Students proficient in spoken English often have trouble controlling their sentences - they write without thought as to whether the audience will understand what they want to communicate - periods are dropped, pronouns are confusing, tenses change, etc. Following is a method to help you help your student understand how English sentences are constructed without a lot of formal grammar instruction.
First of all, ask your student to write a short paragraph on a topic of his choice and then set it aside.
Help your student recognize simple sentences. Bring in children's books that are written at a basic level - Dr. Seuss being a good example. Have the student read the simple sentences and then ask questions - What action is happening? Who is doing the action? Who does the word "you" refer to?, etc. These kinds of questions will help students discover verbs, sentence subjects and critical areas to consider when writing.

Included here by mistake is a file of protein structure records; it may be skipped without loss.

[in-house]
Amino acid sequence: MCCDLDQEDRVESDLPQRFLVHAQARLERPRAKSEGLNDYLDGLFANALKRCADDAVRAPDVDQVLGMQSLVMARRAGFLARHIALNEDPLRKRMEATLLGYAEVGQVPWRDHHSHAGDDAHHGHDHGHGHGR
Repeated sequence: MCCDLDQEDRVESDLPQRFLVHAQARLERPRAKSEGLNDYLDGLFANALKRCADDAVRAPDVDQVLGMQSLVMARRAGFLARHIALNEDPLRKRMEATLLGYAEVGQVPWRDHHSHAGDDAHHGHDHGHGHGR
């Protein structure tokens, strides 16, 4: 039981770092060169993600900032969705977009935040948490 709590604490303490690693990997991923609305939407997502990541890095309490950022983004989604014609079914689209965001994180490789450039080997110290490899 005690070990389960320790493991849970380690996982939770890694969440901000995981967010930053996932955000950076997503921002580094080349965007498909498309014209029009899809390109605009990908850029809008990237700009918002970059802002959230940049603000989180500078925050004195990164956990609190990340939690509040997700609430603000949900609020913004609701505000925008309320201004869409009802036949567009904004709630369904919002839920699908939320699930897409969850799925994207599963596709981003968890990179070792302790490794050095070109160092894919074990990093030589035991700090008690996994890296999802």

Have the student practice writing simple sentences. Once he can do this with some ease, ask the student to rewrite his first paragraph in simple sentences.
Once your student can write in simple sentences, start expanding his sentences by introducing conjunctions, phrases, and clauses, etc.
A Big Thank You to former Chair, Geri Craver, for her Christmas donation to the Council.
We also thank Helen Mills, our Book Store Librarian, who is resigning from her position effective February 1, but will continue to support the Literacy Council.
Did You Know...?
Ashland Library has study rooms available to be used by tutors and students at no charge.
(This tip from Callie Marek)
Self Study Quizzes